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Scottish Ministers pressed for details over pledge to fix climate law breach



Scottish ministers are currently refusing to produce the full climate impact assessment of the carbon emissions expected to be generated by their £26bn Infrastructure Investment Plan – crucial to their pledge to reach net zero by 2045.

The Good Law Project and the Environmental Rights Centre for Scotland (ERCS) have now warned the Scottish Government that court proceedings could be on the cards if these figures are not revealed to the public.

Following legal pressure from Good Law Project and ERCS, last month the Scottish Government belatedly accepted that its failure to publish an assessment of the climate impact of its Infrastructure Investment Plan is in breach of the Climate Change (Scotland) Act 2009.

The Scottish Government has now pledged to undertake “urgent work” to remedy this, stating it will publish current emissions reduction targets and an assessment of whether the implementation of the Infrastructure Investment Plan will make it more or less likely these targets will be met.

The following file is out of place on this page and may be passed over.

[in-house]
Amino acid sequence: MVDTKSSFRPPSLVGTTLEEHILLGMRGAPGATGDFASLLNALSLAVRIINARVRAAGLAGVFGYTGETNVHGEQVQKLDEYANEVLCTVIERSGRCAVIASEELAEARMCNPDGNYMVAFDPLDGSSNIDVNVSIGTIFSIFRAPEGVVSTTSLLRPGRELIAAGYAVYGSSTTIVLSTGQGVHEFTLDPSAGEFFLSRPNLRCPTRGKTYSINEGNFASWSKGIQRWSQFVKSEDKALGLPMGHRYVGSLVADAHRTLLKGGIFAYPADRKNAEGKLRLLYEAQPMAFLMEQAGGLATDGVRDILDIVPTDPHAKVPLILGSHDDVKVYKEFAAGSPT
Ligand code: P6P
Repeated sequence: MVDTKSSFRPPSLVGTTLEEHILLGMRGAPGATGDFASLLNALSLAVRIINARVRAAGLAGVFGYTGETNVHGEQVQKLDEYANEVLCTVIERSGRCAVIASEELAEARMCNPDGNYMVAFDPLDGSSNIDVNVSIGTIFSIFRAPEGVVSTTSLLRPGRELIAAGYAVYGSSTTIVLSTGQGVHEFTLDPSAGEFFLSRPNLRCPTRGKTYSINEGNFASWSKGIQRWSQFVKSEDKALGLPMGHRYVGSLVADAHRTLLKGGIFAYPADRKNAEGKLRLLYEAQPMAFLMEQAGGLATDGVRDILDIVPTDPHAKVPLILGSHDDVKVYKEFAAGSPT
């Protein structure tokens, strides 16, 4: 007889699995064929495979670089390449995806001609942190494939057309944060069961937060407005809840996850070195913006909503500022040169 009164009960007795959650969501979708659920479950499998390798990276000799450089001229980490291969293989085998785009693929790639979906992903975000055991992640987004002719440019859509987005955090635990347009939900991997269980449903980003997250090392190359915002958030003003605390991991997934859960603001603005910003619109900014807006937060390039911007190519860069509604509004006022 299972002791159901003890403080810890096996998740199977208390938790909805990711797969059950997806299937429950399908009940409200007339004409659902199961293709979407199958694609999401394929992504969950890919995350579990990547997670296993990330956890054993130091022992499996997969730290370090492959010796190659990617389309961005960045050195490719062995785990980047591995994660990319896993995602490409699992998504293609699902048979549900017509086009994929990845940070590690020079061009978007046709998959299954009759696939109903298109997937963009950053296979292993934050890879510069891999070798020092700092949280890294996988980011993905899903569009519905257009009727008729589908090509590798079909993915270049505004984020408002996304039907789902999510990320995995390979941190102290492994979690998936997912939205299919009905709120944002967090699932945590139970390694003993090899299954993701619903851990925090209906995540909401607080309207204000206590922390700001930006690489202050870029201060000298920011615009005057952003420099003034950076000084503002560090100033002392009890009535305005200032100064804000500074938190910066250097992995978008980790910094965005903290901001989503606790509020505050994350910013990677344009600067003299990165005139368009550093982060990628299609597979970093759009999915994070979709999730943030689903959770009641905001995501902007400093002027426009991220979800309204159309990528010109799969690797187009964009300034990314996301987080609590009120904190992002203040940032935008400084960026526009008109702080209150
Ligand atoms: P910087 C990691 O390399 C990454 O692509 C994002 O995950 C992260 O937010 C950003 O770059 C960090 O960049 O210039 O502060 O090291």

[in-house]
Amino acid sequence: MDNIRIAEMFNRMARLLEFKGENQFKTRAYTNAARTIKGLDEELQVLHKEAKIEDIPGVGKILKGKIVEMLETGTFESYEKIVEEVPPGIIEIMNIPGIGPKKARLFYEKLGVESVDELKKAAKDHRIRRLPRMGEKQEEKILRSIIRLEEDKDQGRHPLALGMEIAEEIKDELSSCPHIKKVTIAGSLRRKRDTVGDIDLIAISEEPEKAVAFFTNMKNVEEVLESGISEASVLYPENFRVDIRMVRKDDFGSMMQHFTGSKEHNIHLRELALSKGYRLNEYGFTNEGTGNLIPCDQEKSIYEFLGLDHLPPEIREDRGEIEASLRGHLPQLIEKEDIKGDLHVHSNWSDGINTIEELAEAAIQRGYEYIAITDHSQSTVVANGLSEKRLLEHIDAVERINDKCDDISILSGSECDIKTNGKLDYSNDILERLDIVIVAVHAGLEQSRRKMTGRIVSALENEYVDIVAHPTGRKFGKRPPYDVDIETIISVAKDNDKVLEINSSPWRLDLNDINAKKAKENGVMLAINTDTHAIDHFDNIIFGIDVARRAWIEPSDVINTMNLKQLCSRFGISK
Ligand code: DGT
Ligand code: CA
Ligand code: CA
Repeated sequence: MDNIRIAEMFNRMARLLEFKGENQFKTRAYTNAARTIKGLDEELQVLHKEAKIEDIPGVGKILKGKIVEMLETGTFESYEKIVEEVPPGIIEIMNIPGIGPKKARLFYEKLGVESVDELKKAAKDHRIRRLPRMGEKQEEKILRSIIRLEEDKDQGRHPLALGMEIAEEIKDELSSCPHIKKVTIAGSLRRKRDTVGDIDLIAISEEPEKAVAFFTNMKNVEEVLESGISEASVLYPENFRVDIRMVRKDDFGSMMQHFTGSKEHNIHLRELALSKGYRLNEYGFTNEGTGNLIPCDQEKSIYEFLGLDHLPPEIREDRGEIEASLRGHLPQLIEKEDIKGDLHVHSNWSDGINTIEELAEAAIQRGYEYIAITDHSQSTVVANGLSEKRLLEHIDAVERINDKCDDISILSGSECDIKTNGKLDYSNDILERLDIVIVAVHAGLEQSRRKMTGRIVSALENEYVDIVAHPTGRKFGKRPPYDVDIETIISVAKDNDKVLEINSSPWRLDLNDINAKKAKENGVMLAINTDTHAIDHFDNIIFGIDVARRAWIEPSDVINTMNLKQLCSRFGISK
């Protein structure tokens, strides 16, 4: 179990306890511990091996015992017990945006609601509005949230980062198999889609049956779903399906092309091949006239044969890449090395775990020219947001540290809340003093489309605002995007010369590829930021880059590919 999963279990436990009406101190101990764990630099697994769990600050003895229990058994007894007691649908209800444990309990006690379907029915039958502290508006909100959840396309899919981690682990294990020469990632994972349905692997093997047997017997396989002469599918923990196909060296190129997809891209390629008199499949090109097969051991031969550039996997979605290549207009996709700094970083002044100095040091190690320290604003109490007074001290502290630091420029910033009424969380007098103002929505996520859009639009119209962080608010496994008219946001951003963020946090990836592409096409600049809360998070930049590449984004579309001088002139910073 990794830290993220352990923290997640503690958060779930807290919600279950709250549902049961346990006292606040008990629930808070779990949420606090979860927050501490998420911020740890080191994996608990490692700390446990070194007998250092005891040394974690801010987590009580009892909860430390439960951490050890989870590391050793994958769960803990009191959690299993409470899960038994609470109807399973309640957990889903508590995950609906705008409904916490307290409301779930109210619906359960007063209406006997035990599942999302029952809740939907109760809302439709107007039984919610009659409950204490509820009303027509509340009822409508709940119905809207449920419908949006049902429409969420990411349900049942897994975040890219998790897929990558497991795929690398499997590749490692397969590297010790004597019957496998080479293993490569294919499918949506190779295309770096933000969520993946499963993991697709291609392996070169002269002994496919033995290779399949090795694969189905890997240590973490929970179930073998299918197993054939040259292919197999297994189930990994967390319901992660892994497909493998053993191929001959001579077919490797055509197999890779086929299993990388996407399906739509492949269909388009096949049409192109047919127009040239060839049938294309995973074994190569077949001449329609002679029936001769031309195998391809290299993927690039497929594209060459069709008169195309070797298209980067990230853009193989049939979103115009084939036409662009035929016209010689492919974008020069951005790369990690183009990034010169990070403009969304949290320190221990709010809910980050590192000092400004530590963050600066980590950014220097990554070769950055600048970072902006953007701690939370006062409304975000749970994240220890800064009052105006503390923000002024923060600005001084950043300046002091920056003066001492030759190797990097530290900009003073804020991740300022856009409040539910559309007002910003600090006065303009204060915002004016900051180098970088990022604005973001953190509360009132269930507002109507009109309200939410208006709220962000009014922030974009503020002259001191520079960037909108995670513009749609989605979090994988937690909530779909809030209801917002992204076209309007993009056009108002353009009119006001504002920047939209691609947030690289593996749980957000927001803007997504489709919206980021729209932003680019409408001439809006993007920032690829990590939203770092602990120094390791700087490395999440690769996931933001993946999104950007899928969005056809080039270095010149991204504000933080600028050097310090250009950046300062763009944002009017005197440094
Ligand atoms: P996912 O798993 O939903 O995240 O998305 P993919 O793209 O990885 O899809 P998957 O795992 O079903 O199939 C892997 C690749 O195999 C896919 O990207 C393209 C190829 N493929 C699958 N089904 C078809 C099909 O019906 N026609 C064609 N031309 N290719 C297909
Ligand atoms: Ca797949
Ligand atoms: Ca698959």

But Scottish Ministers are so far refusing to provide a transparent climate assessment to back up their claims. Without quantifying emissions or showing their calculations, the Good Law Project and ERCS pointed out that it is impossible to verify whether or not the Infrastructure Investment Plan is fully compatible with emissions reduction targets.

In their latest letter to the government, the Good Law Project and ERCS argue that ministers must publish this information to comply with their legal duties.

Good Law Project legal director Emma Dearnaley said: “Scottish Ministers need to show us how their flagship plan will meet vital climate targets.

“It is heartening that they’ve accepted they’re in breach of their legal duties and promised to remedy the situation.

“Now they must make good their shortfall – and we’ll be standing by and ready to take legal action if needed.”

Shivali Fifield, chief officer at ERCS, said: “Decisions made about infrastructure today will shape Scotland for decades to come, and it is in the national interest to ensure full transparency so that we can scrutinise the impacts.

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